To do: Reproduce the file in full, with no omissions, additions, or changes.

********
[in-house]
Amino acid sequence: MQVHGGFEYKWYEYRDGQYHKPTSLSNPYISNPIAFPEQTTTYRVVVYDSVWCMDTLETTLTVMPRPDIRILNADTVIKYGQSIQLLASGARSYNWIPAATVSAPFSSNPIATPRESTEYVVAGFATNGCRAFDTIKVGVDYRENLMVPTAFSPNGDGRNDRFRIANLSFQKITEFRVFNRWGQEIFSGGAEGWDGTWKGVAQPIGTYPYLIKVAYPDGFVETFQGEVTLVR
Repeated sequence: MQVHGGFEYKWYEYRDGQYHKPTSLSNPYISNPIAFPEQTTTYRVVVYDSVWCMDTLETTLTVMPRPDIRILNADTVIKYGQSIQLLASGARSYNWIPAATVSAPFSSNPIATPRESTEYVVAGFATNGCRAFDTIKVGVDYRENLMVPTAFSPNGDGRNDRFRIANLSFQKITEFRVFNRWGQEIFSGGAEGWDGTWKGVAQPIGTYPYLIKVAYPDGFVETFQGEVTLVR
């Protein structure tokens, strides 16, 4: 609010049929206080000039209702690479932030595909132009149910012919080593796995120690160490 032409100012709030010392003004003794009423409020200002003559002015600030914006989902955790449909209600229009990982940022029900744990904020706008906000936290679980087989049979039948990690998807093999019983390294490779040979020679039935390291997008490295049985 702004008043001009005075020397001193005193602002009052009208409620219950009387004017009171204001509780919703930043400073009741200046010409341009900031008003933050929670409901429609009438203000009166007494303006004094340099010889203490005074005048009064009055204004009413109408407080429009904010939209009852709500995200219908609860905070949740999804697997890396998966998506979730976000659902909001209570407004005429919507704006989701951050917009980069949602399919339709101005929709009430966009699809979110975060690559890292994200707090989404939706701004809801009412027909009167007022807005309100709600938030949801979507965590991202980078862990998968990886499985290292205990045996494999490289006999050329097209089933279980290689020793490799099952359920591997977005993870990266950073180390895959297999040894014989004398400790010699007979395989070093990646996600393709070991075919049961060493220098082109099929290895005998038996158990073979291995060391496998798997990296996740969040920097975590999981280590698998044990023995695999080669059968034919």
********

[in-house]
Amino acid sequence: MQVHGGFEYKWYEYRDGQYHKPTSLSNPYISNPIAFPEQTTTYRVVVYDSVWCMDTLETTLTVMPRPDIRILNADTVIKYGQSIQLLASGARSYNWIPAATVSAPFSSNPIATPRESTEYVVAGFATNGCRAFDTIKVGVDYRENLMVPTAFSPNGDGRNDRFRIANLSFQKITEFRVFNRWGQEIFSGGAEGWDGTWKGVAQPIGTYPYLIKVAYPDGFVETFQGEVTLVR
Repeated sequence: MQVHGGFEYKWYEYRDGQYHKPTSLSNPYISNPIAFPEQTTTYRVVVYDSVWCMDTLETTLTVMPRPDIRILNADTVIKYGQSIQLLASGARSYNWIPAATVSAPFSSNPIATPRESTEYVVAGFATNGCRAFDTIKVGVDYRENLMVPTAFSPNGDGRNDRFRIANLSFQKITEFRVFNRWGQEIFSGGAEGWDGTWKGVAQPIGTYPYLIKVAYPDGFVETFQGEVTLVR
């Protein structure tokens, strides 16, 4: 609010049929206080000039209702690479932030595909132009149910012919080593796995120690160490 032409100012709030010392003004003794009423409020200002003559002015600030914006989902955790449909209600229009990982940022029900744990904020706008906000936290679980087989049979039948990690998807093999019983390294490779040979020679039935390291997008490295049985 702004008043001009005075020397001193005193602002009052009208409620219950009387004017009171204001509780919703930043400073009741200046010409341009900031008003933050929670409901429609009438203000009166007494303006004094340099010889203490005074005048009064009055204004009413109408407080429009904010939209009852709500995200219908609860905070949740999804697997890396998966998506979730976000659902909001209570407004005429919507704006989701951050917009980069949602399919339709101005929709009430966009699809979110975060690559890292994200707090989404939706701004809801009412027909009167007022807005309100709600938030949801979507965590991202980078862990998968990886499985290292205990045996494999490289006999050329097209089933279980290689020793490799099952359920591997977005993870990266950073180390895959297999040894014989004398400790010699007979395989070093990646996600393709070991075919049961060493220098082109099929290895005998038996158990073979291995060391496998798997990296996740969040920097975590999981280590698998044990023995695999080669059968034919």